Documentary on Medical Errors

TV can be good for you--make sure you tune in tomorrow night (Thursday) for this 4-part documentary--it's sure to be educational (plus, I don't think PBS will be running a fund drive, so they won't be interrupting every 10 minutes for a donation).

Four-part PBS series will explore medical errors
(taken from The Belleville News-Democrat by Roger Schlueter)

One million more are injured, many by drug-dosing errors like the ones that recently killed three premature infants in Indianapolis. In fact, it is estimated that medical errors kill as many people each year as breast cancer, AIDS and car accidents combined.

The four-part series will explore both the quality crisis and the innovative solutions being undertaken to improve the medical care patients depend on. The one-hour programs will be shown locally in Houston at 9 p.m. on Thursdays through Oct. 26 on Houston PBS Channel 8.

Each program will examine critical health-care issues facing the country today, including patient safety, medical and medication errors, hospital-acquired infections, family-centered care and effective management of chronic disease.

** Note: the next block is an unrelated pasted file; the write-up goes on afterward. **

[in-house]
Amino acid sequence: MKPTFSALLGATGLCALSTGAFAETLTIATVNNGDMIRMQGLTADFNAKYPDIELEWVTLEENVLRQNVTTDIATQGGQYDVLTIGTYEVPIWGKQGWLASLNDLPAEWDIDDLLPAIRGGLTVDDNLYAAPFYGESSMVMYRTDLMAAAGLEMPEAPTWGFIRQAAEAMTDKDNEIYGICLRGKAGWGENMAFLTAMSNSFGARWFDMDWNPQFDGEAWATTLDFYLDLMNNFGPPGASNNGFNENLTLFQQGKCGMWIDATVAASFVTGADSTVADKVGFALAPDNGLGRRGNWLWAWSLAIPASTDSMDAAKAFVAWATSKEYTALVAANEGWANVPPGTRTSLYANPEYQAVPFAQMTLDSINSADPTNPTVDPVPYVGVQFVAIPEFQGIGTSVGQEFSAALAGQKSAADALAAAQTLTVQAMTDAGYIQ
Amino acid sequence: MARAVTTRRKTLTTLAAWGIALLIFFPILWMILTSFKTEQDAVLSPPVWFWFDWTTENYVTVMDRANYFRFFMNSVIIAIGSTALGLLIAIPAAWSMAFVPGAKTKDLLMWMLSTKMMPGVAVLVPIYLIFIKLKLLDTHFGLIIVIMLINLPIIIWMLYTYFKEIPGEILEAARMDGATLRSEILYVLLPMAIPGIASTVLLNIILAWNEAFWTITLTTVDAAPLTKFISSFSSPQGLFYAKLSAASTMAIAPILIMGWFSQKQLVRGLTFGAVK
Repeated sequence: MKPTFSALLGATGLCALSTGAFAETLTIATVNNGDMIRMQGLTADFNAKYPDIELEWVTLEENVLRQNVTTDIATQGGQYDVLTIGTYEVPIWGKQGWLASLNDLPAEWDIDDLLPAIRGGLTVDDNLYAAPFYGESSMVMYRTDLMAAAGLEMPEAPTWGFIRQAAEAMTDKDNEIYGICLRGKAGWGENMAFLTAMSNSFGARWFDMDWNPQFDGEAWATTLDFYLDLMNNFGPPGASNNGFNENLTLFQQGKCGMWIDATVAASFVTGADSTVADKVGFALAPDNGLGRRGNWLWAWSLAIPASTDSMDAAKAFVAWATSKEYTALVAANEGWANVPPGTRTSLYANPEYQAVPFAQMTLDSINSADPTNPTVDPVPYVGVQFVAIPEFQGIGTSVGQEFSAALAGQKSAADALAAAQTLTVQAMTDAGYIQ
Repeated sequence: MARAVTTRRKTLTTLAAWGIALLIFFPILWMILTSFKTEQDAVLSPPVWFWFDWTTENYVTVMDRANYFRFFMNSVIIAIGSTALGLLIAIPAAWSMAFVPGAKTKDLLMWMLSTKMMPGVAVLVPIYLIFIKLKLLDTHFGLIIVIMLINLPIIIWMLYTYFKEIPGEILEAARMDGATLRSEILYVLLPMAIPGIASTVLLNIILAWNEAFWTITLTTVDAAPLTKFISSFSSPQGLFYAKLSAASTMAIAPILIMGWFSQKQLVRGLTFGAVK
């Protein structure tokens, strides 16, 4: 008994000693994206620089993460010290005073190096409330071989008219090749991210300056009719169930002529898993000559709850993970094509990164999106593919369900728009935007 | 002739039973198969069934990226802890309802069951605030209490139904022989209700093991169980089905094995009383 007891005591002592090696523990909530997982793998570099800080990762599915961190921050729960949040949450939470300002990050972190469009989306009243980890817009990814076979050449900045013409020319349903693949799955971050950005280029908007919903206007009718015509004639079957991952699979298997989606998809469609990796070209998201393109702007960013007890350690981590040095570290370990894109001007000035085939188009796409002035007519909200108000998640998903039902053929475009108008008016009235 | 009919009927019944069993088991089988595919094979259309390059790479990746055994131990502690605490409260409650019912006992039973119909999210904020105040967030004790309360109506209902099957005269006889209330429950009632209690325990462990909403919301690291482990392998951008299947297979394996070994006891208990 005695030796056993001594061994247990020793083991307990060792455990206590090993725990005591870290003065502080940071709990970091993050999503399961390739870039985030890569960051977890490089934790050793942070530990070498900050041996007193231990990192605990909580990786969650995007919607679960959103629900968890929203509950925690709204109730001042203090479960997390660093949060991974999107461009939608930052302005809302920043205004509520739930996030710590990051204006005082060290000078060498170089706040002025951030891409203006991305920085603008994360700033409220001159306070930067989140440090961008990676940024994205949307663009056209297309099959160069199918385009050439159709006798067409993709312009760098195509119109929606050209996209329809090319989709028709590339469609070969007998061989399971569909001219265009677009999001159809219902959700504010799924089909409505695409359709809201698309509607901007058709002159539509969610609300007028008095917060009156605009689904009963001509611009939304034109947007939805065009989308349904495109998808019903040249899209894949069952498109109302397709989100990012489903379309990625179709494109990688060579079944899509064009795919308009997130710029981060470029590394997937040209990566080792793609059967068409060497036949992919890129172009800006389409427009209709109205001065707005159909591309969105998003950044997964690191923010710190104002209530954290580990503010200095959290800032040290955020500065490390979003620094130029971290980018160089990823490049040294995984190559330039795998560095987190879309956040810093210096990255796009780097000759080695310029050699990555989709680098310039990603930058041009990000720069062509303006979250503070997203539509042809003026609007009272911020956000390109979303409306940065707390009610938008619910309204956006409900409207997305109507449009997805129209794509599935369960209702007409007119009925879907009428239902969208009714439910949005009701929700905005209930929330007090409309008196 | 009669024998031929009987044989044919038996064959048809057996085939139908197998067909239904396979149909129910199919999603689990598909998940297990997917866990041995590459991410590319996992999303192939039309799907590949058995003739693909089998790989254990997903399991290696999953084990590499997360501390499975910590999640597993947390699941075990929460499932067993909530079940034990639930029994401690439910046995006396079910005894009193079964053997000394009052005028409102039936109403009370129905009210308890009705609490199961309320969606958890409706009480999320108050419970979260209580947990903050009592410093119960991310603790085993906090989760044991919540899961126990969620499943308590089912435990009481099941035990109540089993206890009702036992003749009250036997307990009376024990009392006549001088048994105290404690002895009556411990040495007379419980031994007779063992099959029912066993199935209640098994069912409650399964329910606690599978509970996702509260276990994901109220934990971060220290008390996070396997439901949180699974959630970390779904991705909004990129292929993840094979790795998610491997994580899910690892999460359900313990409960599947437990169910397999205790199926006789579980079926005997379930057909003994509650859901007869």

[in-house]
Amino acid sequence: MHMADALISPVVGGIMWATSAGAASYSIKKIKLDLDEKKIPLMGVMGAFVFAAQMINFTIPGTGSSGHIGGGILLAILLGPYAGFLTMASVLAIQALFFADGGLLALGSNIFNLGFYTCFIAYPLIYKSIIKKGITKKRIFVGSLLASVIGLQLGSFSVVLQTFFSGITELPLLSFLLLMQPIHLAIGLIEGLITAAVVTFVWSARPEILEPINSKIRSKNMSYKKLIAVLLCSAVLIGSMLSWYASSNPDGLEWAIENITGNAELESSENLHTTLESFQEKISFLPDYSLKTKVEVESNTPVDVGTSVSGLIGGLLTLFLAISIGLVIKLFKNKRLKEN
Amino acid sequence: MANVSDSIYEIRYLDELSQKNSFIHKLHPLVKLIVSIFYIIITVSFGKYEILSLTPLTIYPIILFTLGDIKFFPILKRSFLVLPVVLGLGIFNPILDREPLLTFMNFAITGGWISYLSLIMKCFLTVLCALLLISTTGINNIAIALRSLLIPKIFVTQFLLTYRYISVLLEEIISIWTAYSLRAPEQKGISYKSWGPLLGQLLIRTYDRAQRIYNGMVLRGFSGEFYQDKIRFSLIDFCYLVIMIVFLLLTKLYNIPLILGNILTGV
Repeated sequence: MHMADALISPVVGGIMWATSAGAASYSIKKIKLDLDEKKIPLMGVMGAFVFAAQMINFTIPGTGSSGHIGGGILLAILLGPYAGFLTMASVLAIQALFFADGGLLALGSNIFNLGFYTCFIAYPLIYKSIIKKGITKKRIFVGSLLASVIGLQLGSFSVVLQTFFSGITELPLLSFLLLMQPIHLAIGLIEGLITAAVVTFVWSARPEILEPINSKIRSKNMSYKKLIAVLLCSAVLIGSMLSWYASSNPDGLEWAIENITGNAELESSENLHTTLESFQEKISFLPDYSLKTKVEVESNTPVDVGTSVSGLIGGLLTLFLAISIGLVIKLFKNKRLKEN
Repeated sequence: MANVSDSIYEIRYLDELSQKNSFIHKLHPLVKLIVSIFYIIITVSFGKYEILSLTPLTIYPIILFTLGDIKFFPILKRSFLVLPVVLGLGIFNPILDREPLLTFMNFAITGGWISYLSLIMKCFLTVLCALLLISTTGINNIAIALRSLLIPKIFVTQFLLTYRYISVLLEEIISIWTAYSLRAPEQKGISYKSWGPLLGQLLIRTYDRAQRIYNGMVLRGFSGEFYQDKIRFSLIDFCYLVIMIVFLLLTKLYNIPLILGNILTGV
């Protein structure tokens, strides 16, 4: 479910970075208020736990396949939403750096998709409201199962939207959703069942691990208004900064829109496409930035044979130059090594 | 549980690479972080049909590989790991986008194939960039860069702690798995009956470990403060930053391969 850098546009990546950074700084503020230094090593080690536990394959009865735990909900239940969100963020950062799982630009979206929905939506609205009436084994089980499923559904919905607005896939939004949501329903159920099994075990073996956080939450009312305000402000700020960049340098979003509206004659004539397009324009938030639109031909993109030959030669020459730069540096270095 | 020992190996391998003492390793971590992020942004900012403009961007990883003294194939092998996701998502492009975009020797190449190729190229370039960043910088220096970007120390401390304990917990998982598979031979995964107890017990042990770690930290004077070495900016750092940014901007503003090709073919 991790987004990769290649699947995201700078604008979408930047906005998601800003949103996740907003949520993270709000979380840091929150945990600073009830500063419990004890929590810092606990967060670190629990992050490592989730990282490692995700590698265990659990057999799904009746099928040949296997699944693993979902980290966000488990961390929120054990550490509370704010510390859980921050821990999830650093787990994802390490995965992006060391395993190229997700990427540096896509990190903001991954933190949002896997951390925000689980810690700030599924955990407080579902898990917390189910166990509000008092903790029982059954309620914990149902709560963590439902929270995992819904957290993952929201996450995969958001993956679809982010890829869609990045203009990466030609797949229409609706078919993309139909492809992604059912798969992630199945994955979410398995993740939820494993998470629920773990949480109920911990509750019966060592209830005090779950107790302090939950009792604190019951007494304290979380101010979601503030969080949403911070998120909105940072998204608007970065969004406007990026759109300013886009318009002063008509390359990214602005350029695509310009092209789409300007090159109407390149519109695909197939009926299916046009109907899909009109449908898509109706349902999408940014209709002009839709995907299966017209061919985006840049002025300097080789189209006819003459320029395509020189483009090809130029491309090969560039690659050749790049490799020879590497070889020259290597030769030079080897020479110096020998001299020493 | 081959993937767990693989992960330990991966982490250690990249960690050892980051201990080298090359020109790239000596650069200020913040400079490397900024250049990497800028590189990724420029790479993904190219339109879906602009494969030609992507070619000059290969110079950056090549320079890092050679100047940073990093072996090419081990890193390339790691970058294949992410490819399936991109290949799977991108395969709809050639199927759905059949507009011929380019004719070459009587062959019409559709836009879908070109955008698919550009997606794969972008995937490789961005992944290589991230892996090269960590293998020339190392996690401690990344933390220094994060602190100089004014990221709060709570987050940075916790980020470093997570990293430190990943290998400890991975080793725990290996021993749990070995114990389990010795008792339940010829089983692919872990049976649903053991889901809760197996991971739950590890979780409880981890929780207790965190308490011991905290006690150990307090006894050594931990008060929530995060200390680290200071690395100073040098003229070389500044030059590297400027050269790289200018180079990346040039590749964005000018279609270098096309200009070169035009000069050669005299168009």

But rather than simply assign blame for the failings, the series spotlights solutions by showcasing the stories of individuals and institutions that are working to ensure better care.

Tomorrow night "First Do No Harm" will examine the impact of medical errors and patient safety in two hospitals. It will follow the efforts of doctors like Donald Berwick, founder and CEO of the Insitute for Healthcare Improvment, who are challenging their colleagues to live up to their medical school oath.

On Oct. 19, "The Stealth Epidemic" will take up the challenge of treating common chronic diseases that now affect nearly 100 million Americans. Conditions such as diabetes and heart disease now consume 70 percent of all health-care resources.

The final program, "Hand in Hand," will look at how doctors can retain the human touch even as medicine becomes more technologically sophistacated and complex. The show focuses on Julie Moretz, whose son Daniel was born with serious heart disease. She helped the Medical College of Georgia's Children's Medical Center change how it treats families to become a leader in patient- and family-centered care.

The show will be hosted by Peabody- and Emmy award-winning journalist John Hockenberry, who wound up needing intense medical care himself after an accident on the Pennsyvania turnpike left him a paraplegic in 1976.

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